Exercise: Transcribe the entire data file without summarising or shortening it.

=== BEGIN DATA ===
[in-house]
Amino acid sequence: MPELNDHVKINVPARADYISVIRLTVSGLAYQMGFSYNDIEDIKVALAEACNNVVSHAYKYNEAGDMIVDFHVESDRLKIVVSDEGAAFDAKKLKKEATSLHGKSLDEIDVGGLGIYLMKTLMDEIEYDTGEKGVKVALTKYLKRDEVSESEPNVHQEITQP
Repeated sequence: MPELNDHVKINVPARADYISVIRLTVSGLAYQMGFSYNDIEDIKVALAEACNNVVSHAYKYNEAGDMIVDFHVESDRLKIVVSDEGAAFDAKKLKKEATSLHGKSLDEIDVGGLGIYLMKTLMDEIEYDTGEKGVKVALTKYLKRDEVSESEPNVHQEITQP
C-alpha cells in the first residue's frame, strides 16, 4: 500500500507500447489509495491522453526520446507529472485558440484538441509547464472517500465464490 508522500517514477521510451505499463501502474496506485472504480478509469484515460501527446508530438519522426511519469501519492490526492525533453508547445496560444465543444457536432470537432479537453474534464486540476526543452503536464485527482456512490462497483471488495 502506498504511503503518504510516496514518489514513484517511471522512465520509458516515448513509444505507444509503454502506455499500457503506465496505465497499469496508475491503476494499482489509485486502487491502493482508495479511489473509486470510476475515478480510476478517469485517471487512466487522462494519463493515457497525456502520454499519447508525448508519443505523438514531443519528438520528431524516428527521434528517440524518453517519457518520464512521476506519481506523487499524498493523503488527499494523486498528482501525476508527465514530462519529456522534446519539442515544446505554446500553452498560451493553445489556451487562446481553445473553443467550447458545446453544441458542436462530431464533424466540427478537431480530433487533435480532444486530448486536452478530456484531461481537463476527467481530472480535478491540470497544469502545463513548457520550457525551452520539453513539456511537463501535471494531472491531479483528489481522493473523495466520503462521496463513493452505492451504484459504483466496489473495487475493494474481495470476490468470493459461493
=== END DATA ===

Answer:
[in-house]
Amino acid sequence: MPELNDHVKINVPARADYISVIRLTVSGLAYQMGFSYNDIEDIKVALAEACNNVVSHAYKYNEAGDMIVDFHVESDRLKIVVSDEGAAFDAKKLKKEATSLHGKSLDEIDVGGLGIYLMKTLMDEIEYDTGEKGVKVALTKYLKRDEVSESEPNVHQEITQP
Repeated sequence: MPELNDHVKINVPARADYISVIRLTVSGLAYQMGFSYNDIEDIKVALAEACNNVVSHAYKYNEAGDMIVDFHVESDRLKIVVSDEGAAFDAKKLKKEATSLHGKSLDEIDVGGLGIYLMKTLMDEIEYDTGEKGVKVALTKYLKRDEVSESEPNVHQEITQP
C-alpha cells in the first residue's frame, strides 16, 4: 500500500507500447489509495491522453526520446507529472485558440484538441509547464472517500465464490 508522500517514477521510451505499463501502474496506485472504480478509469484515460501527446508530438519522426511519469501519492490526492525533453508547445496560444465543444457536432470537432479537453474534464486540476526543452503536464485527482456512490462497483471488495 502506498504511503503518504510516496514518489514513484517511471522512465520509458516515448513509444505507444509503454502506455499500457503506465496505465497499469496508475491503476494499482489509485486502487491502493482508495479511489473509486470510476475515478480510476478517469485517471487512466487522462494519463493515457497525456502520454499519447508525448508519443505523438514531443519528438520528431524516428527521434528517440524518453517519457518520464512521476506519481506523487499524498493523503488527499494523486498528482501525476508527465514530462519529456522534446519539442515544446505554446500553452498560451493553445489556451487562446481553445473553443467550447458545446453544441458542436462530431464533424466540427478537431480530433487533435480532444486530448486536452478530456484531461481537463476527467481530472480535478491540470497544469502545463513548457520550457525551452520539453513539456511537463501535471494531472491531479483528489481522493473523495466520503462521496463513493452505492451504484459504483466496489473495487475493494474481495470476490468470493459461493